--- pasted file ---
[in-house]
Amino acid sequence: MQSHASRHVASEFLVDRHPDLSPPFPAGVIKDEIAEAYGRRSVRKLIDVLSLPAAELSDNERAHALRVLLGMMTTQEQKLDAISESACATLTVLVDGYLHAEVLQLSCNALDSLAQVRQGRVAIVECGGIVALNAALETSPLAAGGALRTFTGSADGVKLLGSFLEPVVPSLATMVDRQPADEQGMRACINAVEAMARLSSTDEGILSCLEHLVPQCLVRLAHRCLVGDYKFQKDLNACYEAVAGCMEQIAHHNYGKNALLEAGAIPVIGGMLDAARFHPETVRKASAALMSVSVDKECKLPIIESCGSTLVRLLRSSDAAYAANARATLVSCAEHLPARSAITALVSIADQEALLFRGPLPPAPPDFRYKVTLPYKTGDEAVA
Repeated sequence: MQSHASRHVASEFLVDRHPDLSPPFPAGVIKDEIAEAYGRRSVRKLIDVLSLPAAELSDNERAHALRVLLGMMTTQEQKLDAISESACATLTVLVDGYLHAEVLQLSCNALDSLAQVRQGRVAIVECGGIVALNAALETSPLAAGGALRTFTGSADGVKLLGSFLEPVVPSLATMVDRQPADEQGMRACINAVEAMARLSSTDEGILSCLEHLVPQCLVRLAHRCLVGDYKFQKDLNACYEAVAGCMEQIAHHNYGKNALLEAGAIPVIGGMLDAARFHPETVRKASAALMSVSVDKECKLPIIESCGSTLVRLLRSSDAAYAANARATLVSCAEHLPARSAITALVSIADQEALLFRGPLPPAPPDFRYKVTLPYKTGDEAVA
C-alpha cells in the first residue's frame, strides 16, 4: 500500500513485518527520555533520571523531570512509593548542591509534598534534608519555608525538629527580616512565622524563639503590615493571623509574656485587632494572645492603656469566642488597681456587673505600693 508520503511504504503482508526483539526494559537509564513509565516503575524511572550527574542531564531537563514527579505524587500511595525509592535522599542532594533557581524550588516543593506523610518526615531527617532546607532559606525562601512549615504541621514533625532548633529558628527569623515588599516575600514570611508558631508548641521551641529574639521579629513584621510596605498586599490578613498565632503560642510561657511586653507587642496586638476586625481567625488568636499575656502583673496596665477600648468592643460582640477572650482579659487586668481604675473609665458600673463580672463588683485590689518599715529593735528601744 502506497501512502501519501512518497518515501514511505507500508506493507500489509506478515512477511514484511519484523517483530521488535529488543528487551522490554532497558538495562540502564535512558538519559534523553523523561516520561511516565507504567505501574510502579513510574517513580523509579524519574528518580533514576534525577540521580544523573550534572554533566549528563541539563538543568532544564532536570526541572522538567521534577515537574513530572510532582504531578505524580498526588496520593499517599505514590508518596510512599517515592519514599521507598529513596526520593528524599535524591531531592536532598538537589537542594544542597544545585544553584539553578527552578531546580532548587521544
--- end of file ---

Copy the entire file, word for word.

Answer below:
[in-house]
Amino acid sequence: MQSHASRHVASEFLVDRHPDLSPPFPAGVIKDEIAEAYGRRSVRKLIDVLSLPAAELSDNERAHALRVLLGMMTTQEQKLDAISESACATLTVLVDGYLHAEVLQLSCNALDSLAQVRQGRVAIVECGGIVALNAALETSPLAAGGALRTFTGSADGVKLLGSFLEPVVPSLATMVDRQPADEQGMRACINAVEAMARLSSTDEGILSCLEHLVPQCLVRLAHRCLVGDYKFQKDLNACYEAVAGCMEQIAHHNYGKNALLEAGAIPVIGGMLDAARFHPETVRKASAALMSVSVDKECKLPIIESCGSTLVRLLRSSDAAYAANARATLVSCAEHLPARSAITALVSIADQEALLFRGPLPPAPPDFRYKVTLPYKTGDEAVA
Repeated sequence: MQSHASRHVASEFLVDRHPDLSPPFPAGVIKDEIAEAYGRRSVRKLIDVLSLPAAELSDNERAHALRVLLGMMTTQEQKLDAISESACATLTVLVDGYLHAEVLQLSCNALDSLAQVRQGRVAIVECGGIVALNAALETSPLAAGGALRTFTGSADGVKLLGSFLEPVVPSLATMVDRQPADEQGMRACINAVEAMARLSSTDEGILSCLEHLVPQCLVRLAHRCLVGDYKFQKDLNACYEAVAGCMEQIAHHNYGKNALLEAGAIPVIGGMLDAARFHPETVRKASAALMSVSVDKECKLPIIESCGSTLVRLLRSSDAAYAANARATLVSCAEHLPARSAITALVSIADQEALLFRGPLPPAPPDFRYKVTLPYKTGDEAVA
C-alpha cells in the first residue's frame, strides 16, 4: 500500500513485518527520555533520571523531570512509593548542591509534598534534608519555608525538629527580616512565622524563639503590615493571623509574656485587632494572645492603656469566642488597681456587673505600693 508520503511504504503482508526483539526494559537509564513509565516503575524511572550527574542531564531537563514527579505524587500511595525509592535522599542532594533557581524550588516543593506523610518526615531527617532546607532559606525562601512549615504541621514533625532548633529558628527569623515588599516575600514570611508558631508548641521551641529574639521579629513584621510596605498586599490578613498565632503560642510561657511586653507587642496586638476586625481567625488568636499575656502583673496596665477600648468592643460582640477572650482579659487586668481604675473609665458600673463580672463588683485590689518599715529593735528601744 502506497501512502501519501512518497518515501514511505507500508506493507500489509506478515512477511514484511519484523517483530521488535529488543528487551522490554532497558538495562540502564535512558538519559534523553523523561516520561511516565507504567505501574510502579513510574517513580523509579524519574528518580533514576534525577540521580544523573550534572554533566549528563541539563538543568532544564532536570526541572522538567521534577515537574513530572510532582504531578505524580498526588496520593499517599505514590508518596510512599517515592519514599521507598529513596526520593528524599535524591531531592536532598538537589537542594544542597544545585544553584539553578527552578531546580532548587521544